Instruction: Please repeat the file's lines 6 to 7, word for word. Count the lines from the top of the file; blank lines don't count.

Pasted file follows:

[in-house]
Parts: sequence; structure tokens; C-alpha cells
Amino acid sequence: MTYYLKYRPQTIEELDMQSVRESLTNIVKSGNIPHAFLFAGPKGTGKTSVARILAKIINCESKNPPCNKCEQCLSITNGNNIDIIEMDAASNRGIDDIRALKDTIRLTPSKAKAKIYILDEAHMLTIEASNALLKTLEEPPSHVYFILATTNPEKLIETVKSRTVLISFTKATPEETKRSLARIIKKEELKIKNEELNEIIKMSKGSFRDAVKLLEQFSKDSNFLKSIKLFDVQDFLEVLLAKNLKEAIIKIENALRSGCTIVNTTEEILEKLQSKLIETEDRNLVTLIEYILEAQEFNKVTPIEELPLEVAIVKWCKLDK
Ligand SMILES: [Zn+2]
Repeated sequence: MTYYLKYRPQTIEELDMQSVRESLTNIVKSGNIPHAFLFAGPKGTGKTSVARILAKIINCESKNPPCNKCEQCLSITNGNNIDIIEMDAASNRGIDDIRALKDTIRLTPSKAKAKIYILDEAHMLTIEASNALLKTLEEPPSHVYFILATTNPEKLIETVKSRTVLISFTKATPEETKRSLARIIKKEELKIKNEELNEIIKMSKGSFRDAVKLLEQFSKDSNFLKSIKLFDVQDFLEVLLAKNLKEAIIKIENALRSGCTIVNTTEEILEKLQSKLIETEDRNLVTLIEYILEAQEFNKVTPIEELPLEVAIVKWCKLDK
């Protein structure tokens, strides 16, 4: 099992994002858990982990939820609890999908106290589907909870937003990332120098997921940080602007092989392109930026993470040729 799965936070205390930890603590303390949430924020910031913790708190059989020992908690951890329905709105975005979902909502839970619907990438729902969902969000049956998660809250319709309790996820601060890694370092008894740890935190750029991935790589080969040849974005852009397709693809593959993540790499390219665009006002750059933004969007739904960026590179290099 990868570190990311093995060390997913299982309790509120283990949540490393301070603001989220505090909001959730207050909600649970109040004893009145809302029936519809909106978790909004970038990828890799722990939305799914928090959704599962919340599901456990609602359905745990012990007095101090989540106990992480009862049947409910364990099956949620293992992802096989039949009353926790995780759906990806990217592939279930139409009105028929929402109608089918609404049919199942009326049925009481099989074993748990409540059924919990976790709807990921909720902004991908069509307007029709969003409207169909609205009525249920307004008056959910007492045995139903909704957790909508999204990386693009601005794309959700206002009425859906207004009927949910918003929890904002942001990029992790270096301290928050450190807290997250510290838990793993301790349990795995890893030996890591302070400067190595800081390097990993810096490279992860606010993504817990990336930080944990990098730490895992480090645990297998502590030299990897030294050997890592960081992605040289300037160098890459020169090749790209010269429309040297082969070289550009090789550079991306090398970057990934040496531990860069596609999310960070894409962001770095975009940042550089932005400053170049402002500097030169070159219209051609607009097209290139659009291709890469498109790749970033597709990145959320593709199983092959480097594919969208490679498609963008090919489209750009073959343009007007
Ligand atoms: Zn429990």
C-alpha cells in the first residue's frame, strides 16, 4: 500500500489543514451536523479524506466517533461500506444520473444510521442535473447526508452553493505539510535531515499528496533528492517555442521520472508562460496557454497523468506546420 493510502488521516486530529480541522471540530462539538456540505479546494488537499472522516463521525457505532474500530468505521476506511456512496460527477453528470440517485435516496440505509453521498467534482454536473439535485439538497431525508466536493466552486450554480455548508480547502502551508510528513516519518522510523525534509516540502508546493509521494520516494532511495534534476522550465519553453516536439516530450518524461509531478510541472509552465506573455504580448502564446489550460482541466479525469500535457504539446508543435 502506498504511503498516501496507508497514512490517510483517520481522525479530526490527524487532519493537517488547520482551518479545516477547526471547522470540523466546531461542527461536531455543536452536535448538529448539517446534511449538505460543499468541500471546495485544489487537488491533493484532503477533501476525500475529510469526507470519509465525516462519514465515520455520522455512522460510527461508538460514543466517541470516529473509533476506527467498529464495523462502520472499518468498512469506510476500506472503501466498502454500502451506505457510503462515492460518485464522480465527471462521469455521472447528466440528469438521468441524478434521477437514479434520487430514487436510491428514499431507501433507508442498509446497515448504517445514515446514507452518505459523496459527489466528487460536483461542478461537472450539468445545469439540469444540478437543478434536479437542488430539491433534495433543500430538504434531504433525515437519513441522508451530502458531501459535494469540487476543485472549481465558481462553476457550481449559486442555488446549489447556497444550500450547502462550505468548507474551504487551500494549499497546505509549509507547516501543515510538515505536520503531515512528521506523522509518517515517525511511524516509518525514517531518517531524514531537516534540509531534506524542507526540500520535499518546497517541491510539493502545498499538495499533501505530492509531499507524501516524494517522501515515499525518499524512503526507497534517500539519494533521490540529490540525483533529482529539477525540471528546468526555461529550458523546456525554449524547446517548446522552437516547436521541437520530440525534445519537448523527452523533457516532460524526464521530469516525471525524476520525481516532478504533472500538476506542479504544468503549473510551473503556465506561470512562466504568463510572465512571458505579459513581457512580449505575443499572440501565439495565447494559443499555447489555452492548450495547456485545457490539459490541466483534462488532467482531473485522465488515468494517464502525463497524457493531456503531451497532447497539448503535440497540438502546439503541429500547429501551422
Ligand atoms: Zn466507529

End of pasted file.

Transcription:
């Protein structure tokens, strides 16, 4: 099992994002858990982990939820609890999908106290589907909870937003990332120098997921940080602007092989392109930026993470040729 799965936070205390930890603590303390949430924020910031913790708190059989020992908690951890329905709105975005979902909502839970619907990438729902969902969000049956998660809250319709309790996820601060890694370092008894740890935190750029991935790589080969040849974005852009397709693809593959993540790499390219665009006002750059933004969007739904960026590179290099 990868570190990311093995060390997913299982309790509120283990949540490393301070603001989220505090909001959730207050909600649970109040004893009145809302029936519809909106978790909004970038990828890799722990939305799914928090959704599962919340599901456990609602359905745990012990007095101090989540106990992480009862049947409910364990099956949620293992992802096989039949009353926790995780759906990806990217592939279930139409009105028929929402109608089918609404049919199942009326049925009481099989074993748990409540059924919990976790709807990921909720902004991908069509307007029709969003409207169909609205009525249920307004008056959910007492045995139903909704957790909508999204990386693009601005794309959700206002009425859906207004009927949910918003929890904002942001990029992790270096301290928050450190807290997250510290838990793993301790349990795995890893030996890591302070400067190595800081390097990993810096490279992860606010993504817990990336930080944990990098730490895992480090645990297998502590030299990897030294050997890592960081992605040289300037160098890459020169090749790209010269429309040297082969070289550009090789550079991306090398970057990934040496531990860069596609999310960070894409962001770095975009940042550089932005400053170049402002500097030169070159219209051609607009097209290139659009291709890469498109790749970033597709990145959320593709199983092959480097594919969208490679498609963008090919489209750009073959343009007007
Ligand atoms: Zn429990």